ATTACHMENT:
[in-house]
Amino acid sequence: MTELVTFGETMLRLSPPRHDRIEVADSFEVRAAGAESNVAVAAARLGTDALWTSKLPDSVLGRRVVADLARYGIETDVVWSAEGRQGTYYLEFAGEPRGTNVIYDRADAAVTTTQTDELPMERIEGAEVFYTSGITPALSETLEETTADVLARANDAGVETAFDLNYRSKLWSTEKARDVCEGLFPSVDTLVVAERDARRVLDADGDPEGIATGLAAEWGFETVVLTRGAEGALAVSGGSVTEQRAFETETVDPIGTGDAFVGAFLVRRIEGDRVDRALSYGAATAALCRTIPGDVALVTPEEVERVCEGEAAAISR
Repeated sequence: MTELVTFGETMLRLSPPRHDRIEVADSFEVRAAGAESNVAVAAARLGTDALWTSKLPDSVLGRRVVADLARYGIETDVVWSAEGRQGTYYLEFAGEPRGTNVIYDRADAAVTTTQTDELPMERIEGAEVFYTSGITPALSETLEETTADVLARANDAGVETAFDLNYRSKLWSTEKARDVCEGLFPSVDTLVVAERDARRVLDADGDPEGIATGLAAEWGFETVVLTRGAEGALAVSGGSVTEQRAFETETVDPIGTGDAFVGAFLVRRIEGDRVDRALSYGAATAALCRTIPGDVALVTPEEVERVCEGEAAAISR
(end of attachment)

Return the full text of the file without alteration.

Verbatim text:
[in-house]
Amino acid sequence: MTELVTFGETMLRLSPPRHDRIEVADSFEVRAAGAESNVAVAAARLGTDALWTSKLPDSVLGRRVVADLARYGIETDVVWSAEGRQGTYYLEFAGEPRGTNVIYDRADAAVTTTQTDELPMERIEGAEVFYTSGITPALSETLEETTADVLARANDAGVETAFDLNYRSKLWSTEKARDVCEGLFPSVDTLVVAERDARRVLDADGDPEGIATGLAAEWGFETVVLTRGAEGALAVSGGSVTEQRAFETETVDPIGTGDAFVGAFLVRRIEGDRVDRALSYGAATAALCRTIPGDVALVTPEEVERVCEGEAAAISR
Repeated sequence: MTELVTFGETMLRLSPPRHDRIEVADSFEVRAAGAESNVAVAAARLGTDALWTSKLPDSVLGRRVVADLARYGIETDVVWSAEGRQGTYYLEFAGEPRGTNVIYDRADAAVTTTQTDELPMERIEGAEVFYTSGITPALSETLEETTADVLARANDAGVETAFDLNYRSKLWSTEKARDVCEGLFPSVDTLVVAERDARRVLDADGDPEGIATGLAAEWGFETVVLTRGAEGALAVSGGSVTEQRAFETETVDPIGTGDAFVGAFLVRRIEGDRVDRALSYGAATAALCRTIPGDVALVTPEEVERVCEGEAAAISR